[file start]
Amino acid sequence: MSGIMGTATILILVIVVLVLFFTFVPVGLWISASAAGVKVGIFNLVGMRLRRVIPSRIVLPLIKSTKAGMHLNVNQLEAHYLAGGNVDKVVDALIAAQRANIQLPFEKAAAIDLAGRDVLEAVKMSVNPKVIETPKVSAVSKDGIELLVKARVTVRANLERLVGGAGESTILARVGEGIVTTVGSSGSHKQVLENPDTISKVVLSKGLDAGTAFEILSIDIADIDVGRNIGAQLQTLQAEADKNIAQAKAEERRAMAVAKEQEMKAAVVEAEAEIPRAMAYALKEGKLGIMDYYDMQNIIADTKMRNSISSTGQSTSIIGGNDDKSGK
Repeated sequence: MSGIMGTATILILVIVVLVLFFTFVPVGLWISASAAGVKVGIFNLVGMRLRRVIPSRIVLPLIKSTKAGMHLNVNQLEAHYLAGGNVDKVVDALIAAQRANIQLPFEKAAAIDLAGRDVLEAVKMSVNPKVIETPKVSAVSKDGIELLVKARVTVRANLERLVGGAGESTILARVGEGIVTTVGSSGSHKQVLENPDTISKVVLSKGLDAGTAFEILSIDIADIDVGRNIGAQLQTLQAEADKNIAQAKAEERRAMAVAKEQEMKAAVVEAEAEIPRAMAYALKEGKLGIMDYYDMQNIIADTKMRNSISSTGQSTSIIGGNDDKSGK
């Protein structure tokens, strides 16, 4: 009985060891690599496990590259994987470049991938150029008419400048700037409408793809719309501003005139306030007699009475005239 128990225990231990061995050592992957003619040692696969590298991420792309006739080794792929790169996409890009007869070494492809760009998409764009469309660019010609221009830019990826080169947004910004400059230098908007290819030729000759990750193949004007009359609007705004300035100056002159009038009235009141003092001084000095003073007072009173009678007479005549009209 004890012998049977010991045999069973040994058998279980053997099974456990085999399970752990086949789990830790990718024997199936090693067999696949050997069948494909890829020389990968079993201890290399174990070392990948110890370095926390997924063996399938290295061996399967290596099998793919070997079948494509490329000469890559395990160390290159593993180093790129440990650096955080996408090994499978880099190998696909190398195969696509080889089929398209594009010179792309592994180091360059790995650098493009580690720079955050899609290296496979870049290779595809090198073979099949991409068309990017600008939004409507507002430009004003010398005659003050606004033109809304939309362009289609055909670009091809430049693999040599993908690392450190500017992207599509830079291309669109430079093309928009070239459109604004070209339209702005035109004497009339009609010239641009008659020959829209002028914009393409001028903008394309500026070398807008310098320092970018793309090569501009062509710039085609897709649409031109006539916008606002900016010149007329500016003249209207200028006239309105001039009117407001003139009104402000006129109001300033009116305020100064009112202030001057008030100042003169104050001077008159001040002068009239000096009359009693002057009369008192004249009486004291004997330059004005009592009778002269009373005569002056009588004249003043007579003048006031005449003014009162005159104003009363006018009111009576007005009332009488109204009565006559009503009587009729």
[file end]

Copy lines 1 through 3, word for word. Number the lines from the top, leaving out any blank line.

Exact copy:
Amino acid sequence: MSGIMGTATILILVIVVLVLFFTFVPVGLWISASAAGVKVGIFNLVGMRLRRVIPSRIVLPLIKSTKAGMHLNVNQLEAHYLAGGNVDKVVDALIAAQRANIQLPFEKAAAIDLAGRDVLEAVKMSVNPKVIETPKVSAVSKDGIELLVKARVTVRANLERLVGGAGESTILARVGEGIVTTVGSSGSHKQVLENPDTISKVVLSKGLDAGTAFEILSIDIADIDVGRNIGAQLQTLQAEADKNIAQAKAEERRAMAVAKEQEMKAAVVEAEAEIPRAMAYALKEGKLGIMDYYDMQNIIADTKMRNSISSTGQSTSIIGGNDDKSGK
Repeated sequence: MSGIMGTATILILVIVVLVLFFTFVPVGLWISASAAGVKVGIFNLVGMRLRRVIPSRIVLPLIKSTKAGMHLNVNQLEAHYLAGGNVDKVVDALIAAQRANIQLPFEKAAAIDLAGRDVLEAVKMSVNPKVIETPKVSAVSKDGIELLVKARVTVRANLERLVGGAGESTILARVGEGIVTTVGSSGSHKQVLENPDTISKVVLSKGLDAGTAFEILSIDIADIDVGRNIGAQLQTLQAEADKNIAQAKAEERRAMAVAKEQEMKAAVVEAEAEIPRAMAYALKEGKLGIMDYYDMQNIIADTKMRNSISSTGQSTSIIGGNDDKSGK
């Protein structure tokens, strides 16, 4: 009985060891690599496990590259994987470049991938150029008419400048700037409408793809719309501003005139306030007699009475005239 128990225990231990061995050592992957003619040692696969590298991420792309006739080794792929790169996409890009007869070494492809760009998409764009469309660019010609221009830019990826080169947004910004400059230098908007290819030729000759990750193949004007009359609007705004300035100056002159009038009235009141003092001084000095003073007072009173009678007479005549009209 004890012998049977010991045999069973040994058998279980053997099974456990085999399970752990086949789990830790990718024997199936090693067999696949050997069948494909890829020389990968079993201890290399174990070392990948110890370095926390997924063996399938290295061996399967290596099998793919070997079948494509490329000469890559395990160390290159593993180093790129440990650096955080996408090994499978880099190998696909190398195969696509080889089929398209594009010179792309592994180091360059790995650098493009580690720079955050899609290296496979870049290779595809090198073979099949991409068309990017600008939004409507507002430009004003010398005659003050606004033109809304939309362009289609055909670009091809430049693999040599993908690392450190500017992207599509830079291309669109430079093309928009070239459109604004070209339209702005035109004497009339009609010239641009008659020959829209002028914009393409001028903008394309500026070398807008310098320092970018793309090569501009062509710039085609897709649409031109006539916008606002900016010149007329500016003249209207200028006239309105001039009117407001003139009104402000006129109001300033009116305020100064009112202030001057008030100042003169104050001077008159001040002068009239000096009359009693002057009369008192004249009486004291004997330059004005009592009778002269009373005569002056009588004249003043007579003048006031005449003014009162005159104003009363006018009111009576007005009332009488109204009565006559009503009587009729």